Raising mental health awareness, supporting businesses and youth, reducing gun violence and dealing with abandoned lots were some of the topics discussed at a meeting hosted last week by the Chicago Police Department’s 15th District.
The meeting – held via Zoom and attended by about 50 people – was the second of two “community conversations” the police department is holding as it crafts a strategic plan for 2021. Each district is coming up with a plan as part of the consent decree the department signed in March 2019 with the U.S. Department of Justice.
“Poor mental health has been part of our community for a long time, a very long time. And with the pandemic, it shined a light on it, and people started talking about it in a different way,” said Milton Johnson Jr., assistant to the president/CEO for community relations at Bobby E. Wright Comprehensive Behavioral Health Center.
Sgt. Jermaine Harris said the 15th District is working to provide resources for those dealing with mental health issues.
There is not a lack of resources, said Austin resident Deborah Williams, who is a community outreach and engagement specialist at Habilitative Systems Inc. “It’s just that people don’t know where the services are.”
Williams pointed to the 2-year-old Westside Community Triage and Wellness Center at 4133 W. Madison St.
“You’d think people would be breaking the door down to get in, but that’s not the case. We have to educate people,” said Williams, who notes the center has five beds and is open 24 hours a day, seven days a week.
Johnson said he wished years ago when he was suffering from depression the triage center had been there for him. He said many residents who have experienced stress in recent months may not even realize how it’s affecting their mental health.
A few years ago there wasn’t very much conversation about this, Johnson said. “Now we’re beginning to recognize how important mental health is. … It’s OK to not be OK.”
Barry Koren said a lot of people are isolated from one another.
“We need to find a way to connect with each other in an ongoing way and be productive in terms of helping each other,” Koren said. “There are so many services in our community that are not being fully utilized.”
Community members want churches more involved, Sgt. Harris said. And one way to do that is through 100 blocks/100 churches, a years-long initiative where various churches have their members stand on corners across Austin on Wednesday evenings throughout the summer. “They have a presence and offer fellowship … It’s about consistency,” Harris said.
It also gives the community a chance to see law enforcement walking alongside or even behind residents; it’s a way for police to show up when there’s not a problem and allows the community to see police in a different way, another attendee said.
Charles Anderson, principal of Michele Clark Academic Prep High School, said he would like to see 100 blocks/100 churches extended to weekdays while schools are in session. “The more our kids grow up and aren’t afraid and feel they have a relationship” with the police, the better, he said.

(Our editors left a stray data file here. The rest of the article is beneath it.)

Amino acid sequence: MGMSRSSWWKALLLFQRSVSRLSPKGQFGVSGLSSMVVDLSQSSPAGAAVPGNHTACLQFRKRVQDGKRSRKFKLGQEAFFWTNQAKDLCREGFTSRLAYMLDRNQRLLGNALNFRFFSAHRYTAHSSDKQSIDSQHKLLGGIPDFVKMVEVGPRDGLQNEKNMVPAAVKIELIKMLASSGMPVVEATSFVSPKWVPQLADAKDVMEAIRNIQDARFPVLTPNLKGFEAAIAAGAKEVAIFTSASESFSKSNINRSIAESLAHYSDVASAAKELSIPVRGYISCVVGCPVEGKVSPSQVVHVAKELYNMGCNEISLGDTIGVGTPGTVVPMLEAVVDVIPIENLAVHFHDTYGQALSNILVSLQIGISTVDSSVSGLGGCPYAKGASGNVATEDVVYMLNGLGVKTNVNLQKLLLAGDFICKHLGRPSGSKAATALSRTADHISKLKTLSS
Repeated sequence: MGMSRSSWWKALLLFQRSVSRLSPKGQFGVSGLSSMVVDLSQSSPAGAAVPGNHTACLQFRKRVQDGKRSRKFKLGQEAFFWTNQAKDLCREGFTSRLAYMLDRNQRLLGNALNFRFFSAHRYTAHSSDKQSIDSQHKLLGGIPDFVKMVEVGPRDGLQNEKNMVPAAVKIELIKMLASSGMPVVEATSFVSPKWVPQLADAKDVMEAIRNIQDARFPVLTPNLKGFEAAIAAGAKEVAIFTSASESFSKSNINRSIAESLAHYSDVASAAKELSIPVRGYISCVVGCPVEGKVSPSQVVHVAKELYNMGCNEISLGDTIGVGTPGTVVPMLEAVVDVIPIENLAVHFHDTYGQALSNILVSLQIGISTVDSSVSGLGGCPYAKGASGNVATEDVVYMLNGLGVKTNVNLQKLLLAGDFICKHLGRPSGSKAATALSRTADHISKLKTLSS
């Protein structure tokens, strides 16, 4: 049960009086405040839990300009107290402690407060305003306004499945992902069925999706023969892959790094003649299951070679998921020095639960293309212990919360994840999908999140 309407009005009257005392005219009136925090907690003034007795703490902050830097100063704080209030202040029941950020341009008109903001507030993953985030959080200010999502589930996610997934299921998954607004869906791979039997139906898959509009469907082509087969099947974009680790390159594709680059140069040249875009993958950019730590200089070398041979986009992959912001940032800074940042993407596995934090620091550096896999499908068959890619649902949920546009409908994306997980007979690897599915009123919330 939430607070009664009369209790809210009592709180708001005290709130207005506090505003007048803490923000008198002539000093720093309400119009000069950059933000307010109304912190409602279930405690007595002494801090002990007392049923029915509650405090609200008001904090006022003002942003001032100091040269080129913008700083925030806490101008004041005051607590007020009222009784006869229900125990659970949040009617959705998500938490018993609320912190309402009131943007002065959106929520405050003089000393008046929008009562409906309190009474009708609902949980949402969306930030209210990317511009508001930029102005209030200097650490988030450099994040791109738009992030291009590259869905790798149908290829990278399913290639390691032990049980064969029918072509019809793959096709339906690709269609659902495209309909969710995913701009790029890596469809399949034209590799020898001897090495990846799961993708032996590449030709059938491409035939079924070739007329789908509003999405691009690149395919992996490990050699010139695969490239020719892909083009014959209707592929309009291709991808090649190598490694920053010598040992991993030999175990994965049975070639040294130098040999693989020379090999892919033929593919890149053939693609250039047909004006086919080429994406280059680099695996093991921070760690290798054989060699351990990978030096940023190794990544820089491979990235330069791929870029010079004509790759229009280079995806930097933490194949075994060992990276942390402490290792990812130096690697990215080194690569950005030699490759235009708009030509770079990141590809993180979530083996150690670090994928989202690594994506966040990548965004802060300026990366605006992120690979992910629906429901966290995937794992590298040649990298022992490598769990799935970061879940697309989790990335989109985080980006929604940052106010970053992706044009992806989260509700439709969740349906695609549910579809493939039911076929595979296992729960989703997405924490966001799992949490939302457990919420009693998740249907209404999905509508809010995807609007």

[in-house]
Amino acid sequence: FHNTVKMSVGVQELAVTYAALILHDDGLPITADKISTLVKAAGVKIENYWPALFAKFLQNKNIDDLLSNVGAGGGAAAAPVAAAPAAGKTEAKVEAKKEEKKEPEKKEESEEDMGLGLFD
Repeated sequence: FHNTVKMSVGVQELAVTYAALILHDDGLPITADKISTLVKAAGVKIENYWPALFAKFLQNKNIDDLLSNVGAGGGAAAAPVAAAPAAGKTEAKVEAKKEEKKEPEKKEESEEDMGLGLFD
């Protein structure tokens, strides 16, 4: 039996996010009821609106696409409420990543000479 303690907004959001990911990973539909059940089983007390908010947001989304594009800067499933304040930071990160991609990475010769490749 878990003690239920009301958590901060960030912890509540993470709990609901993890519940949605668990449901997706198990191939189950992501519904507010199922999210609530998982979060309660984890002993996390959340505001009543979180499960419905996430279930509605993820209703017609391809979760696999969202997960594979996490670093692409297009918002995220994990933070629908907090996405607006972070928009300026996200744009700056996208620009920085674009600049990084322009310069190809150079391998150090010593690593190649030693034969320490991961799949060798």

Williams said all officers, not just those who work in community policing (CAPS), need to be in the community and as well educated about the community as CAPS officers are.
“They’ve got to see and get to know people in the community,” she said.
Sgt. Harris said there’s been a push to get officers who aren’t CAPs officers involved in the communities in which they work, but that has been stymied by COVID-19.
What’s critical is that police and residents get to know each other and develop meaningful relationships, said Pastor Steve M. Epting Sr. of Hope Community Church.
“Until we create real relationships none of it really works,” Epting said adding that it’s not about a program or an event … “it’s developing relationships over time.”
Several people voiced support for the Austin 5k run/walk, saying it brings people together. More than 5,000 participants have taken part over five years, helping reduce crime along the Chicago Avenue corridor and supporting local businesses.
Bradly Johnson, director of external affairs at BUILD Chicago, asked how the annual event could be bigger, like the races held along the lakefront, and said bigger numbers could attract more sponsors.
One major benefit of the race/walk is that people beyond Austin’s borders see well-kept lawns, no trash on the ground and a community coming together, Johnson said.
“It gets people to see our community that is a lot different than what they (see) on the news. … It draws attention to our assets.”
Epting agreed, saying it’s a good way to promote Austin. “It should be a great event. We should have thousands of people.”
Principal Anderson said each year, more teachers from Michele Clark sign up for the run/walk. Before this year’s event was canceled, he hoped to encourage more participation by setting up friendly competitions among teachers and staff.
He wants teachers who don’t live in the community to take part in order “to open up their eyes to all the beauty that Austin has.”